Proceeding from the earlier post on the same topic, we have the following code for a Dynamic Programming bottom-up approach to the Levenshtein “Edit Distance” algorithm where all the weights are simply “1” for insert, delete, substitute operations. Note that this would be also referred to the “tabular” approach as well since we fill up a matrix as we go along.

In a later post, we would attempt to reduce the space requirement from O(m.n) to a constant. In another post, we would provide a way to configure the weights and thereby providing weighted edges to the DAG.

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/** * A little different: we convert s2 into s1. * * @param s1 * @param s2 * @return */ public int cost1(char[] s1, char[] s2) { int lenS1 = s1.length; int lenS2 = s2.length; // we convert s2 into s1. int[][] cost = new int[lenS1][lenS2]; for (int i = 0; i < lenS1; i++) { cost[i][0] = i; } for (int j = 0; j < lenS2; j++) { cost[0][j] = j; } // now we begin for (int i = 1; i < lenS1; i++) { for (int j = 1; j < lenS2; j++) { if (s1[i] == s2[j]) { // whatever the cost was for the previous indices cost[i][j] = cost[i-1][j-1]; } else { int costIns = cost[i-1][j] + 1; int costDel = cost[i][j-1] + 1; int costSub = cost[i-1][j-1] + 1; cost[i][j] = Math.min(costIns, Math.min(costDel, costSub)); } } } return cost[lenS1 - 1][lenS2 -1]; } |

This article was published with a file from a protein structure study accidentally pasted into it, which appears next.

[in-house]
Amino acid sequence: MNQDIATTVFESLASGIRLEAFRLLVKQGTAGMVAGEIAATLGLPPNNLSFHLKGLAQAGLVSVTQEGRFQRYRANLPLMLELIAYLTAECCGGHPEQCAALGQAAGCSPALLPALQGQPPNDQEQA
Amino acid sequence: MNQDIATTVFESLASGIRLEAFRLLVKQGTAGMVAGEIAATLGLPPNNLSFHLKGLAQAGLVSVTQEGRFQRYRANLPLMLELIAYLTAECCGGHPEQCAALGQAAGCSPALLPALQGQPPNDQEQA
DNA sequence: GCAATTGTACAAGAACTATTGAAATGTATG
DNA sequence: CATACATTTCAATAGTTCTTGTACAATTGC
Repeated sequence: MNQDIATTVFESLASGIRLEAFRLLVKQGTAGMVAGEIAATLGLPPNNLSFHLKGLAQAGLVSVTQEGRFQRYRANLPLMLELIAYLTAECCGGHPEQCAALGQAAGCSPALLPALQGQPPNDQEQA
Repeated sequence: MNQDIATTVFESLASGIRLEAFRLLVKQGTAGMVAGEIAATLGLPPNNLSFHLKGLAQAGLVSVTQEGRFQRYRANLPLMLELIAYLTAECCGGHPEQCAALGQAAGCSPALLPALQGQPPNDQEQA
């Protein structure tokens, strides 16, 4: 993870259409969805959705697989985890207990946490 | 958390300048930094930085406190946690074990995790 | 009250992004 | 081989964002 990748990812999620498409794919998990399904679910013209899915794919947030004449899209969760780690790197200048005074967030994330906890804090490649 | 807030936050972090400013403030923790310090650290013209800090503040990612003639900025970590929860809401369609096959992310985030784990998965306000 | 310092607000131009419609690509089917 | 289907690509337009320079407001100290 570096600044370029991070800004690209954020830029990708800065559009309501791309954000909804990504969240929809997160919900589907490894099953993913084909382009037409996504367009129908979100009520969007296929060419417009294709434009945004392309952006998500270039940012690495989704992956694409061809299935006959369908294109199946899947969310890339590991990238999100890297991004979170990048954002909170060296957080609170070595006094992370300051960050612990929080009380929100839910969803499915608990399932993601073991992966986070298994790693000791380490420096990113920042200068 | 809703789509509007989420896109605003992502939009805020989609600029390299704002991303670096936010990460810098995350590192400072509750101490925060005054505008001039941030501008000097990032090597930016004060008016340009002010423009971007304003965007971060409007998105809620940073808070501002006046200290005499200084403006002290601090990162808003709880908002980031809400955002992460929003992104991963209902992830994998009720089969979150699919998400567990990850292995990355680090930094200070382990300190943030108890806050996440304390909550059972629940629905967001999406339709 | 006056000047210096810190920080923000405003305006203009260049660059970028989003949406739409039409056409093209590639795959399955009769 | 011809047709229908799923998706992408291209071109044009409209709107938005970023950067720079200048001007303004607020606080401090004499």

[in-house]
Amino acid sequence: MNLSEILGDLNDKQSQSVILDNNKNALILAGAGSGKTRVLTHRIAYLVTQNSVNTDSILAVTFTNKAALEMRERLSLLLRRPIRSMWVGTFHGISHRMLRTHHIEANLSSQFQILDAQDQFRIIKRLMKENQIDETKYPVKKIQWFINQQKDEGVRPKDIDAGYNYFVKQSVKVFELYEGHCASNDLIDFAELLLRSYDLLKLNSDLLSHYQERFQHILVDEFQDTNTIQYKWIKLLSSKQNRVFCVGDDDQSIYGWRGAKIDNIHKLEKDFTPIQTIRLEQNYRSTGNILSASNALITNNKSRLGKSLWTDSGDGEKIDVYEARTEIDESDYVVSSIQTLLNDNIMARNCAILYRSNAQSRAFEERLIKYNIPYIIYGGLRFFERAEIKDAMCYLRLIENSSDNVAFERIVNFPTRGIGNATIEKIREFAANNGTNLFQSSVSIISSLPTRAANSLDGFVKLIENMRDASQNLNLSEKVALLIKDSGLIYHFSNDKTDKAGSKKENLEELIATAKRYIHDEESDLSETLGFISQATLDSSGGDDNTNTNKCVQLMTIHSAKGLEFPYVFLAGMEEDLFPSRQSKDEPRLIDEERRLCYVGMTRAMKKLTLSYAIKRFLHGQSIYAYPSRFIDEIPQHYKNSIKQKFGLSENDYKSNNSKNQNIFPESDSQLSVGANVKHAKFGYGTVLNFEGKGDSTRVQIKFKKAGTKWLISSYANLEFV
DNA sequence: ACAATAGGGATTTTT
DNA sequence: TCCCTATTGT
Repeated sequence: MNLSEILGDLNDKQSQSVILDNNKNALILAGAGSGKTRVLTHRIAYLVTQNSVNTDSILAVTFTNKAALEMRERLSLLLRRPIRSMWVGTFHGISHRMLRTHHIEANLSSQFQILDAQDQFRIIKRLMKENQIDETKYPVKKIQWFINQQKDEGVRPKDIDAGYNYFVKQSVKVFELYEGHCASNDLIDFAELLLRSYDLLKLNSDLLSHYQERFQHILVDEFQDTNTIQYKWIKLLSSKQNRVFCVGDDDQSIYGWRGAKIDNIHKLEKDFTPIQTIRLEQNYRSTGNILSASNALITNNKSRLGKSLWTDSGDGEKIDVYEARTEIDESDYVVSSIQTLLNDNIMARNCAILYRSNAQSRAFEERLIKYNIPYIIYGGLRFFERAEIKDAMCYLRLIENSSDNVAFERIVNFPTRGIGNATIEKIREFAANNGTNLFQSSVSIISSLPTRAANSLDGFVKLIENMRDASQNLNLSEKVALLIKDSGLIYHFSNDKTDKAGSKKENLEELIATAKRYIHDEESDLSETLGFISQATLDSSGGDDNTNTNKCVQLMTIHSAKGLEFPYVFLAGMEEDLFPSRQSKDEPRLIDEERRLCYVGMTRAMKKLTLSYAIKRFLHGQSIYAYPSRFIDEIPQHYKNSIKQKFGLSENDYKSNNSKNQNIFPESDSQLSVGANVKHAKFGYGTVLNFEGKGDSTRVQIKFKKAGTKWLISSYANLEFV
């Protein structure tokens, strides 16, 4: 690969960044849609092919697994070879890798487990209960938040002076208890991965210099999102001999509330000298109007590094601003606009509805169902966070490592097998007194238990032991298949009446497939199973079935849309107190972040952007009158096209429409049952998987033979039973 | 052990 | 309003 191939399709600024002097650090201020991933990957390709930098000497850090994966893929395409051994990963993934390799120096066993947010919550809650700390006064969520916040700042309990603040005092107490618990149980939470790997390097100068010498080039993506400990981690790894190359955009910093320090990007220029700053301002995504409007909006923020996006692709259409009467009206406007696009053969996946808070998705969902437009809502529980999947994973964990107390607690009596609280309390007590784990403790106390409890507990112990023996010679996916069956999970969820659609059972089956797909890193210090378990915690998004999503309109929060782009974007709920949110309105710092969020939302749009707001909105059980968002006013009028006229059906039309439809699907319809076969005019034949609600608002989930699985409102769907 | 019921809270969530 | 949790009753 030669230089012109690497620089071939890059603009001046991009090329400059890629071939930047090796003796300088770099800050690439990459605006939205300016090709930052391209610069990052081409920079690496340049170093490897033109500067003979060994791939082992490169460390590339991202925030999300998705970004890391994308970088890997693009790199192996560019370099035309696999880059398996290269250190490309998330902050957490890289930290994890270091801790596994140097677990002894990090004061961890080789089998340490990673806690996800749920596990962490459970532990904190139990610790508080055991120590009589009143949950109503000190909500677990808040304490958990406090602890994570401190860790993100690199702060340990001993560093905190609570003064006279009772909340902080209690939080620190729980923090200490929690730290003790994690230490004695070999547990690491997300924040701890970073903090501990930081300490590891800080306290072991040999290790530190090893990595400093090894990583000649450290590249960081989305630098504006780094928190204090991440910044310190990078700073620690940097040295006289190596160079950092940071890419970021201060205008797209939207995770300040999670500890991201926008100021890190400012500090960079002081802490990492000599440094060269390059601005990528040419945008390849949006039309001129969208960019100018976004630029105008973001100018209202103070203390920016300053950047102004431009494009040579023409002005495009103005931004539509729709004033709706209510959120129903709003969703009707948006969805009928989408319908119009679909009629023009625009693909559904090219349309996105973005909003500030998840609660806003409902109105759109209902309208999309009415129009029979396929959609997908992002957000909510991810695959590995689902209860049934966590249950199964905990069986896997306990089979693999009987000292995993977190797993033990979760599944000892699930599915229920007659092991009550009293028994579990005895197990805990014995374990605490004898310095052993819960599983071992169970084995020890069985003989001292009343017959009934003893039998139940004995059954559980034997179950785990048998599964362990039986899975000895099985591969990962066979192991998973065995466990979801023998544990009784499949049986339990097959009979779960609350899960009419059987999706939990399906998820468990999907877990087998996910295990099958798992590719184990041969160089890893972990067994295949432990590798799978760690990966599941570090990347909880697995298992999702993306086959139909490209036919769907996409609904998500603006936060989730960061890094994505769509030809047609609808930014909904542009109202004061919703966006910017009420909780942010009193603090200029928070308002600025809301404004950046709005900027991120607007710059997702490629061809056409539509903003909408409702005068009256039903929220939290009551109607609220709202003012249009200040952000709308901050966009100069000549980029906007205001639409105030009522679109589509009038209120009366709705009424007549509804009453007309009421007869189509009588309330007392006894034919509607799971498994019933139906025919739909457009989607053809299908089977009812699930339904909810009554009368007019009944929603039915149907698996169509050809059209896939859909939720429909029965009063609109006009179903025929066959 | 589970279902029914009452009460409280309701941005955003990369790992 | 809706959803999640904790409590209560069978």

And the test code:

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@Test public void testCost1_A() { String str1 = "adcklllkl"; String str2 = "abcjfkerjfgggg"; int cost1 = new DPTabulateLevenshtein().cost1(str1.toCharArray(), str2.toCharArray()); int costWiki = new PlainLevenshtein(str1, str2).LevenshteinDistance(str1.length(), str2.length()); System.out.println("cost 1: " +cost1); System.out.println("cost Wiki: " +costWiki); assertEquals(cost1, 11); } |